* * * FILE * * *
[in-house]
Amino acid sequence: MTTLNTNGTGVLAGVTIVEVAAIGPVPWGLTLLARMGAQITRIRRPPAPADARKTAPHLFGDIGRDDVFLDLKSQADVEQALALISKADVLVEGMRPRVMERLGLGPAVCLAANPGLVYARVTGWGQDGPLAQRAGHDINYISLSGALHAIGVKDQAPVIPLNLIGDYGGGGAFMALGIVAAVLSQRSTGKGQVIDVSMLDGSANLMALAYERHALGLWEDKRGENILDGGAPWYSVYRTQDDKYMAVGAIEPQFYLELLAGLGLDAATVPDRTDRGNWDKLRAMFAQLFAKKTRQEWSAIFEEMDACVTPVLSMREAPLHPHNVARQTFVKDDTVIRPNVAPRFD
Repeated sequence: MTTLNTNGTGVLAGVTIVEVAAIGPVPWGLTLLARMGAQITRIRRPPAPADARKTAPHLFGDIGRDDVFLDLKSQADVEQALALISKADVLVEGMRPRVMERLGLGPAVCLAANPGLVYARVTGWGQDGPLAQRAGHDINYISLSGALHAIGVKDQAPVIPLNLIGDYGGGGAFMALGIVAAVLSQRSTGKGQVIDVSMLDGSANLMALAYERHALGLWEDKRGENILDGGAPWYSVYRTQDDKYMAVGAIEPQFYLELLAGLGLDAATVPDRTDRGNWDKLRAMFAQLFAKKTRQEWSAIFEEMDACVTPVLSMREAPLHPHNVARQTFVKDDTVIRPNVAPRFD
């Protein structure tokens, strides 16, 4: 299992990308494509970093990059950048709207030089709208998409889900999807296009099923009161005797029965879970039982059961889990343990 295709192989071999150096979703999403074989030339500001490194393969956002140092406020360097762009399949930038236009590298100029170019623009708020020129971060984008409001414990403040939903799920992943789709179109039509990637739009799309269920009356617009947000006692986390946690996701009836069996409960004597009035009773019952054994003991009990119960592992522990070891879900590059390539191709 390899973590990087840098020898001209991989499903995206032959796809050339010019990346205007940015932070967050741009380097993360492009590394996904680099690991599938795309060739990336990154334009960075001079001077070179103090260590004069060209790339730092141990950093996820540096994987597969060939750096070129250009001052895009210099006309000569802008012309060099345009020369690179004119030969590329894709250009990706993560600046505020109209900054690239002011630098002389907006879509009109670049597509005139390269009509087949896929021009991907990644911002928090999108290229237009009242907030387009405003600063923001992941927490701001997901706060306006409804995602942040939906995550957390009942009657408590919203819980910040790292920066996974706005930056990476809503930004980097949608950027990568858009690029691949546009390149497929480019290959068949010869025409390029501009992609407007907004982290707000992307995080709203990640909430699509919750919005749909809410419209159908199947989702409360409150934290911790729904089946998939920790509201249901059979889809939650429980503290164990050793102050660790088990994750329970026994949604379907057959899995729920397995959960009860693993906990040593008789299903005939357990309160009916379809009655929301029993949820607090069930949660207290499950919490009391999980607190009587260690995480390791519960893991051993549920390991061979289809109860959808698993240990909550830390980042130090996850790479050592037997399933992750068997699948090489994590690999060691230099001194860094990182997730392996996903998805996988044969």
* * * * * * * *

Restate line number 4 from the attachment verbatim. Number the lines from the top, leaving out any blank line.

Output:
């Protein structure tokens, strides 16, 4: 299992990308494509970093990059950048709207030089709208998409889900999807296009099923009161005797029965879970039982059961889990343990 295709192989071999150096979703999403074989030339500001490194393969956002140092406020360097762009399949930038236009590298100029170019623009708020020129971060984008409001414990403040939903799920992943789709179109039509990637739009799309269920009356617009947000006692986390946690996701009836069996409960004597009035009773019952054994003991009990119960592992522990070891879900590059390539191709 390899973590990087840098020898001209991989499903995206032959796809050339010019990346205007940015932070967050741009380097993360492009590394996904680099690991599938795309060739990336990154334009960075001079001077070179103090260590004069060209790339730092141990950093996820540096994987597969060939750096070129250009001052895009210099006309000569802008012309060099345009020369690179004119030969590329894709250009990706993560600046505020109209900054690239002011630098002389907006879509009109670049597509005139390269009509087949896929021009991907990644911002928090999108290229237009009242907030387009405003600063923001992941927490701001997901706060306006409804995602942040939906995550957390009942009657408590919203819980910040790292920066996974706005930056990476809503930004980097949608950027990568858009690029691949546009390149497929480019290959068949010869025409390029501009992609407007907004982290707000992307995080709203990640909430699509919750919005749909809410419209159908199947989702409360409150934290911790729904089946998939920790509201249901059979889809939650429980503290164990050793102050660790088990994750329970026994949604379907057959899995729920397995959960009860693993906990040593008789299903005939357990309160009916379809009655929301029993949820607090069930949660207290499950919490009391999980607190009587260690995480390791519960893991051993549920390991061979289809109860959808698993240990909550830390980042130090996850790479050592037997399933992750068997699948090489994590690999060691230099001194860094990182997730392996996903998805996988044969």